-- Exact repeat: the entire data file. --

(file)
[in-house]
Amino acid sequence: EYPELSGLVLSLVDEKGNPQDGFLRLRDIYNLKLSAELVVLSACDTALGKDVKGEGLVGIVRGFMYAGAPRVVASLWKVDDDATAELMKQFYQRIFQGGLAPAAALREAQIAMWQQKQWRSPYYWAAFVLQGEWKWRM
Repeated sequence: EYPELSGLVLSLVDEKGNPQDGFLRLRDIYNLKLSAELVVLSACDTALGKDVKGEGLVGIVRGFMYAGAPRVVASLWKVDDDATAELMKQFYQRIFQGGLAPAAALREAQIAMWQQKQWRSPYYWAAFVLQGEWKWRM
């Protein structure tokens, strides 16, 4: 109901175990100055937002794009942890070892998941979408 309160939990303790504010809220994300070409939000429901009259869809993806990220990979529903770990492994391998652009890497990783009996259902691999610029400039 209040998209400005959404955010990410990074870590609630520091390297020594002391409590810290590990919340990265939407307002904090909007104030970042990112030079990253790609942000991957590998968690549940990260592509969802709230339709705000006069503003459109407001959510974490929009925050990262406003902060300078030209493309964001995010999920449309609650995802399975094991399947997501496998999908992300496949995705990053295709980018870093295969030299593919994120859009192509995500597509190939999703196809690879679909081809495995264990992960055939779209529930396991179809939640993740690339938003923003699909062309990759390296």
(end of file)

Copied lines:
[in-house]
Amino acid sequence: EYPELSGLVLSLVDEKGNPQDGFLRLRDIYNLKLSAELVVLSACDTALGKDVKGEGLVGIVRGFMYAGAPRVVASLWKVDDDATAELMKQFYQRIFQGGLAPAAALREAQIAMWQQKQWRSPYYWAAFVLQGEWKWRM
Repeated sequence: EYPELSGLVLSLVDEKGNPQDGFLRLRDIYNLKLSAELVVLSACDTALGKDVKGEGLVGIVRGFMYAGAPRVVASLWKVDDDATAELMKQFYQRIFQGGLAPAAALREAQIAMWQQKQWRSPYYWAAFVLQGEWKWRM
């Protein structure tokens, strides 16, 4: 109901175990100055937002794009942890070892998941979408 309160939990303790504010809220994300070409939000429901009259869809993806990220990979529903770990492994391998652009890497990783009996259902691999610029400039 209040998209400005959404955010990410990074870590609630520091390297020594002391409590810290590990919340990265939407307002904090909007104030970042990112030079990253790609942000991957590998968690549940990260592509969802709230339709705000006069503003459109407001959510974490929009925050990262406003902060300078030209493309964001995010999920449309609650995802399975094991399947997501496998999908992300496949995705990053295709980018870093295969030299593919994120859009192509995500597509190939999703196809690879679909081809495995264990992960055939779209529930396991179809939640993740690339938003923003699909062309990759390296």